Last week’s revelation of the existence of Linux/Cdorked.A, a highly advanced and stealthy Apache backdoor used to drive traffic from legitimate compromised sites to malicious websites carrying Blackhole exploit packs, was only the beginning – Eset’s continuing investigation has now revealed that the backdoor also infects sites running the nginx and Lighttpd webservers.
And while Apache is definitely the most widely used of the three, nginx’ has also cornered a considerable portion of the market (around 15 percent).
The AV company’s researchers have, so far, detected more than 400 webservers infected with the backdoor, and 50 of them are among the world’s most popular and visited websites.
They also discovered that while visitors who use Internet Explorer or Firefox on Microsoft Windows XP, Vista or 7 are the only ones who get redirected to sites hosting Blackhole, iOS users are also in danger as they get redirected to adult content sites that might be hosting malware.
“The Linux/Cdorked.A threat is even more stealthy than we first thought: By analyzing how the attackers are configuring the backdoor, we found it will not deliver malicious content if the victim’s IP address is in a very long list of blacklisted IP ranges, nor if the victim’s internet browser’s language is set to Japanese, Finnish, Russian and Ukrainian, Kazakh or Belarusian,” the researchers pointed out.
“We believe the operators behind this malware campaign are making significant efforts to keep their operation under the radar and to hinder monitoring efforts as much as possible. For them, not being detected seems to be a priority over infecting as many victims as possible.”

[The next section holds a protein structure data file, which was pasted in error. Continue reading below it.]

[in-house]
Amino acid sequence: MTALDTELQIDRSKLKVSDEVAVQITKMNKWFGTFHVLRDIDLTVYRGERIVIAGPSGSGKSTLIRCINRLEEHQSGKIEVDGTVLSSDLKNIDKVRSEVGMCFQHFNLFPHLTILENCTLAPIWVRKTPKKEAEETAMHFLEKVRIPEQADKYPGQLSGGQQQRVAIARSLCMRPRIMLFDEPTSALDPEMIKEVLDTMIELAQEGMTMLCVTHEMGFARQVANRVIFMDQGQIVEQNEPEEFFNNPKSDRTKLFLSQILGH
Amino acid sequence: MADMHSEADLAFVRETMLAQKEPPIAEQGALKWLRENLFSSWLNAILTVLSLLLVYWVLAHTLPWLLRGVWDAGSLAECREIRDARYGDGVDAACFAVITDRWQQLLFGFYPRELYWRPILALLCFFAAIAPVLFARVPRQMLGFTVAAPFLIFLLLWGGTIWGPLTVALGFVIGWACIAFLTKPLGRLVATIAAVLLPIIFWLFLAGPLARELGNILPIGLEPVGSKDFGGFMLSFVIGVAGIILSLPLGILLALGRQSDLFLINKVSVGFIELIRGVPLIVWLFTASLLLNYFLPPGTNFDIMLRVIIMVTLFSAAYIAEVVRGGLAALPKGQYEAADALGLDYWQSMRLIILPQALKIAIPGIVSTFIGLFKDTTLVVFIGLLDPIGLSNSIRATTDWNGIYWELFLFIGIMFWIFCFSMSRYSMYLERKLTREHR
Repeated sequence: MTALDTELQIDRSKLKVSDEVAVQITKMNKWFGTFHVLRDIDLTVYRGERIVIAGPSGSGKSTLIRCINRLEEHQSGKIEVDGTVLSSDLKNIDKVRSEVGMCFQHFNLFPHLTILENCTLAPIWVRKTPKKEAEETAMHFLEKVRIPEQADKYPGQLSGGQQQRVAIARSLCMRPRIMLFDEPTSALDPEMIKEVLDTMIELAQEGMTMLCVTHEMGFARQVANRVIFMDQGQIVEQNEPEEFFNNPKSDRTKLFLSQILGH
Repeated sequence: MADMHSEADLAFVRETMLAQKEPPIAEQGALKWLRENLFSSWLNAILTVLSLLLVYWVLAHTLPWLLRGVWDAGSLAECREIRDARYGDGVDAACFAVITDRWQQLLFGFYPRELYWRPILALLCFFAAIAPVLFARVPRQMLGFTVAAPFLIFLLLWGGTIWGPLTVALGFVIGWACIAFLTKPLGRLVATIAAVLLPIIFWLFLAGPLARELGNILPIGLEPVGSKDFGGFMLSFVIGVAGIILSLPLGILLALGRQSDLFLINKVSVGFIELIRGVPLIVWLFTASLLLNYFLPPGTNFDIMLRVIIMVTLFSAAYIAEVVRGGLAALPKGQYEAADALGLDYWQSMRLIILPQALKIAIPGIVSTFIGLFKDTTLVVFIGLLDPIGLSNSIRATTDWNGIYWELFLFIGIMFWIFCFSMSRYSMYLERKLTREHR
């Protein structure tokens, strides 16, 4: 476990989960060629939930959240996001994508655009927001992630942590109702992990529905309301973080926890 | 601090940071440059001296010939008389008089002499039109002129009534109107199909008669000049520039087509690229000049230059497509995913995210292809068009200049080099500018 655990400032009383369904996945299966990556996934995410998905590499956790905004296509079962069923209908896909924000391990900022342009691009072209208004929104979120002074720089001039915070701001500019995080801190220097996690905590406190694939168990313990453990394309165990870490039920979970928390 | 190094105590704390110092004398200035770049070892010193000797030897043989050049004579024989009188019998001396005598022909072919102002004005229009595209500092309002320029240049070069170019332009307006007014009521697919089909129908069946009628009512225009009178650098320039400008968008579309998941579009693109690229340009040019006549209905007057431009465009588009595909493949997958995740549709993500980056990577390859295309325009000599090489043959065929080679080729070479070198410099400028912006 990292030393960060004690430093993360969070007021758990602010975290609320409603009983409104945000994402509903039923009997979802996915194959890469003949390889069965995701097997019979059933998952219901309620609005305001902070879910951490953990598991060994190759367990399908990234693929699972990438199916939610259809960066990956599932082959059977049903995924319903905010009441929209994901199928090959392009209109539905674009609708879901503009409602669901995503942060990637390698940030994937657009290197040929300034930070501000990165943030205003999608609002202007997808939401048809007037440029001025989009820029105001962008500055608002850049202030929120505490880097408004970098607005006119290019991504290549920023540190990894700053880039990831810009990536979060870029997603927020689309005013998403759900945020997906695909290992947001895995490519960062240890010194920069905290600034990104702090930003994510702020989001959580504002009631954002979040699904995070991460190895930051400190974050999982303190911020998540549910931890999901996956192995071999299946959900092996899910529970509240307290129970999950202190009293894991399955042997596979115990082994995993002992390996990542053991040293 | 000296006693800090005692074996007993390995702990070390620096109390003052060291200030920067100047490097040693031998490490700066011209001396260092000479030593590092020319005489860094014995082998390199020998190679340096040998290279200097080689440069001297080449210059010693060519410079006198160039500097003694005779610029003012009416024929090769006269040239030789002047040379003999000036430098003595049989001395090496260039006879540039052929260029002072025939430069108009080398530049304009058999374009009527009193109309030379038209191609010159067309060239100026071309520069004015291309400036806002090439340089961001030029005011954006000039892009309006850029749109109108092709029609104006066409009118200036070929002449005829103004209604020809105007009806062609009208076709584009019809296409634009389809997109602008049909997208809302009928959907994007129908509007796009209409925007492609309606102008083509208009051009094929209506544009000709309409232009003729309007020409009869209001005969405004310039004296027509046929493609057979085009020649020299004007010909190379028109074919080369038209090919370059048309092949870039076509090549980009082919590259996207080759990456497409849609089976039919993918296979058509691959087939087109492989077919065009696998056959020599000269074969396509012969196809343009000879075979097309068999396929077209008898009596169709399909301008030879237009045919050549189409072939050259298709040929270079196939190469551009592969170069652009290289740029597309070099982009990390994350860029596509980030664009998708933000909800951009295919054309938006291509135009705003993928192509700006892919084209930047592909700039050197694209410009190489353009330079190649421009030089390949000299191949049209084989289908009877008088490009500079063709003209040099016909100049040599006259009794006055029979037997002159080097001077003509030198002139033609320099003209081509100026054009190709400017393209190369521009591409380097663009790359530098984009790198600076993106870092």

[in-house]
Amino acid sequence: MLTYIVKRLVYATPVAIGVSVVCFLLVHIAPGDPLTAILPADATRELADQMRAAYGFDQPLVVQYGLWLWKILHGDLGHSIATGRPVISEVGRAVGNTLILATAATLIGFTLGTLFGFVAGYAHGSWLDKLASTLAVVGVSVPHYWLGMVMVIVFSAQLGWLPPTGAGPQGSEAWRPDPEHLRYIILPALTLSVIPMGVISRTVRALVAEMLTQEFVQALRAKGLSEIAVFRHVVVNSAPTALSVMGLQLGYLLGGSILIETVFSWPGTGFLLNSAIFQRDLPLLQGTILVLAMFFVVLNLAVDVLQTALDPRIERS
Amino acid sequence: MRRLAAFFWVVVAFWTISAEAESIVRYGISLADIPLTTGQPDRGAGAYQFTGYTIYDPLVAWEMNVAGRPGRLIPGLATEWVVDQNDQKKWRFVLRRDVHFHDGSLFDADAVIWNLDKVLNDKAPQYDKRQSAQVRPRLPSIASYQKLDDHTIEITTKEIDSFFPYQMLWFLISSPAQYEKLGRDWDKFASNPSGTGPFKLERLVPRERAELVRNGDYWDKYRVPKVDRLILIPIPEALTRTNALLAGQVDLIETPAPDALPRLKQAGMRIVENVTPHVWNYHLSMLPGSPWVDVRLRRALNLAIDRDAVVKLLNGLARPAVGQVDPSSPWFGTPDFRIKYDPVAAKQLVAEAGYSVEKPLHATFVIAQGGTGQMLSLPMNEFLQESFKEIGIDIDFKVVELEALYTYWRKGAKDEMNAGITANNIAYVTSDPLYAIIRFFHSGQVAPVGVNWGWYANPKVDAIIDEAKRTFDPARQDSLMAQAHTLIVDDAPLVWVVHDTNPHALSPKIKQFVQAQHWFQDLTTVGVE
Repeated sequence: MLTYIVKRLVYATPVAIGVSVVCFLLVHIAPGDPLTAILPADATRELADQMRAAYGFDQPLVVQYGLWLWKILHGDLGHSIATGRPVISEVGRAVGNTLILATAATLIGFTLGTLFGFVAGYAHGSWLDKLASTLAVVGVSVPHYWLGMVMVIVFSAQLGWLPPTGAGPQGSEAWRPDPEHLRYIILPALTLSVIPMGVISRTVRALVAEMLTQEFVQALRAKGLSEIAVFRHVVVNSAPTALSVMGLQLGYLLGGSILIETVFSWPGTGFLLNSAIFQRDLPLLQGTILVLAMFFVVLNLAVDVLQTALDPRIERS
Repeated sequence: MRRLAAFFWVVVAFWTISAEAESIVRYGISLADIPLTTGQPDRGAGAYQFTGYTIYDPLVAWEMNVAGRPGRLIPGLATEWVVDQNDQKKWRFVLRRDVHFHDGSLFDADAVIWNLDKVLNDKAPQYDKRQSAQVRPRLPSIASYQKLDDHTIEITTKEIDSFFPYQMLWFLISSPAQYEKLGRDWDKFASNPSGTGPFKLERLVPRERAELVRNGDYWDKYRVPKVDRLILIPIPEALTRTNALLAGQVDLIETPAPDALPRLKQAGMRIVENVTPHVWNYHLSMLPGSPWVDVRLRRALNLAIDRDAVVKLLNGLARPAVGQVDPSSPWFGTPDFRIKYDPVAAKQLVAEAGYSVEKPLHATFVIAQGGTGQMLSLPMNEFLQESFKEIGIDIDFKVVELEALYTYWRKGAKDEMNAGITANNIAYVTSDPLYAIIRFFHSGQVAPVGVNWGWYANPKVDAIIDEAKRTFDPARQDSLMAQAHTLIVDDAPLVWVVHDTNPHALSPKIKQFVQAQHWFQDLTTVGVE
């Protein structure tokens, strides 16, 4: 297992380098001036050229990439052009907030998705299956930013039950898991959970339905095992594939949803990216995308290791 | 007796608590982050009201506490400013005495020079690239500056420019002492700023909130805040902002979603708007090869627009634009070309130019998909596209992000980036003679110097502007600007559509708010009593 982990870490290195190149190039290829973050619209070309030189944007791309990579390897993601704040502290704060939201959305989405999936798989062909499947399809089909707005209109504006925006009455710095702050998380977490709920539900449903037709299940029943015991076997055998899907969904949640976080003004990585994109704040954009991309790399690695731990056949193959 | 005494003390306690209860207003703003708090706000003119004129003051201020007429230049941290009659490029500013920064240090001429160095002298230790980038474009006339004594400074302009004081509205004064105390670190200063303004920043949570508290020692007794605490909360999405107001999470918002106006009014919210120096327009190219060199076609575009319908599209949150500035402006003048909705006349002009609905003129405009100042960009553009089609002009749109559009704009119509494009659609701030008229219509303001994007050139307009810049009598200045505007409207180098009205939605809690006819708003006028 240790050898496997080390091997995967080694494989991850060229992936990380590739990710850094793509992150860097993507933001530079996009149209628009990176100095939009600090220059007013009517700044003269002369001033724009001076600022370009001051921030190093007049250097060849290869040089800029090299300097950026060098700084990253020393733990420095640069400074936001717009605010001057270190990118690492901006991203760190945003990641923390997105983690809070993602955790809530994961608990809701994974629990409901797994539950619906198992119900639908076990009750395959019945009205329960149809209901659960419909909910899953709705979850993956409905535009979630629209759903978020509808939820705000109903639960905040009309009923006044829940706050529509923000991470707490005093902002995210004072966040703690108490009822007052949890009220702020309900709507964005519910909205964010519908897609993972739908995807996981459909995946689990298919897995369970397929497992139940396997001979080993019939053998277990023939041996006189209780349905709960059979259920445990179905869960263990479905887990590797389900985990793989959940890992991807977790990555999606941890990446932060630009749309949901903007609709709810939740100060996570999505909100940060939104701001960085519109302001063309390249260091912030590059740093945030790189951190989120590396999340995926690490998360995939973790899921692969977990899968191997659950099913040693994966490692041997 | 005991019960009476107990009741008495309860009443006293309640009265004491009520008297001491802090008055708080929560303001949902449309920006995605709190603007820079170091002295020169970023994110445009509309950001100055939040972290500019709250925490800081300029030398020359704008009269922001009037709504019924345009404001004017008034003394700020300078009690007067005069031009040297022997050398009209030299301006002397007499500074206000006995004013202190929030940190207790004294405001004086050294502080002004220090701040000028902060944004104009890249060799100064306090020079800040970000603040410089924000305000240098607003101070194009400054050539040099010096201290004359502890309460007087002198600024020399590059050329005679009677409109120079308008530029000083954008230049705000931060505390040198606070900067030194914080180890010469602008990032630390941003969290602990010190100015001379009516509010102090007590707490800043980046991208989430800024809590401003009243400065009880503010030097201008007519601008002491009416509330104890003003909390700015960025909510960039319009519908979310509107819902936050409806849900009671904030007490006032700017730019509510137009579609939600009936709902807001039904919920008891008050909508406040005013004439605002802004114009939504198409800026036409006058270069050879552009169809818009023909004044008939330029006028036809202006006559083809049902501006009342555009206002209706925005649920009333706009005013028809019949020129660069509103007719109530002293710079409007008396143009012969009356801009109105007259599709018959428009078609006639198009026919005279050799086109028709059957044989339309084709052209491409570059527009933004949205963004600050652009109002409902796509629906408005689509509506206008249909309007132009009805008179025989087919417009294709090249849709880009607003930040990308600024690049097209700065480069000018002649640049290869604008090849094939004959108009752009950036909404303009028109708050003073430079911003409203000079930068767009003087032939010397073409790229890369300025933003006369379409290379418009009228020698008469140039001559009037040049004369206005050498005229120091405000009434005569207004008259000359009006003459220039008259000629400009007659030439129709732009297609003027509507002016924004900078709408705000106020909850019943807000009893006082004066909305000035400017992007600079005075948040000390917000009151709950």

Another way with which they are trying to keep a low profile is that the backdoor Cdorked uses compromised DNS servers to resolve the IP addresses of redirected sites.
The Blackhole exploit kit is currently delivering a variant of the Glupteba Trojan to the unsuspecting victims. The malware employs blackhat SEO methods to push clickjacking contextual advertising onto users.
“We still don’t know for sure how this malicious software was deployed on the web servers,” the researchers admit. “We believe the infection vector is not unique. It cannot be attributed solely to installations of cPanel because only a fraction of the infected servers are using this management software. One thing is clear, this malware does not propagate by itself and it does not exploit a vulnerability in a specific software.”
To help system administrators spot the existence of the backdoor on their webservers, Eset has released a script that detects a specific modified httpd binary on the hard drive that’s a definitive sign of infection.